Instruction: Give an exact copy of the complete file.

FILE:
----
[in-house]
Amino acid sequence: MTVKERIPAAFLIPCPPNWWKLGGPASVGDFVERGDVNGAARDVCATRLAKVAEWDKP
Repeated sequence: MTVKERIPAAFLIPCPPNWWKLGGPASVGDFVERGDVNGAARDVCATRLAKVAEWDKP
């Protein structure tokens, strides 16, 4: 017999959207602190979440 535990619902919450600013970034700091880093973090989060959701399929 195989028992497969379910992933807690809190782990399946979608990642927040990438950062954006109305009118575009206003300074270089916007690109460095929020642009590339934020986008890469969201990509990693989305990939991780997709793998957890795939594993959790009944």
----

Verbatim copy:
[in-house]
Amino acid sequence: MTVKERIPAAFLIPCPPNWWKLGGPASVGDFVERGDVNGAARDVCATRLAKVAEWDKP
Repeated sequence: MTVKERIPAAFLIPCPPNWWKLGGPASVGDFVERGDVNGAARDVCATRLAKVAEWDKP
């Protein structure tokens, strides 16, 4: 017999959207602190979440 535990619902919450600013970034700091880093973090989060959701399929 195989028992497969379910992933807690809190782990399946979608990642927040990438950062954006109305009118575009206003300074270089916007690109460095929020642009590339934020986008890469969201990509990693989305990939991780997709793998957890795939594993959790009944």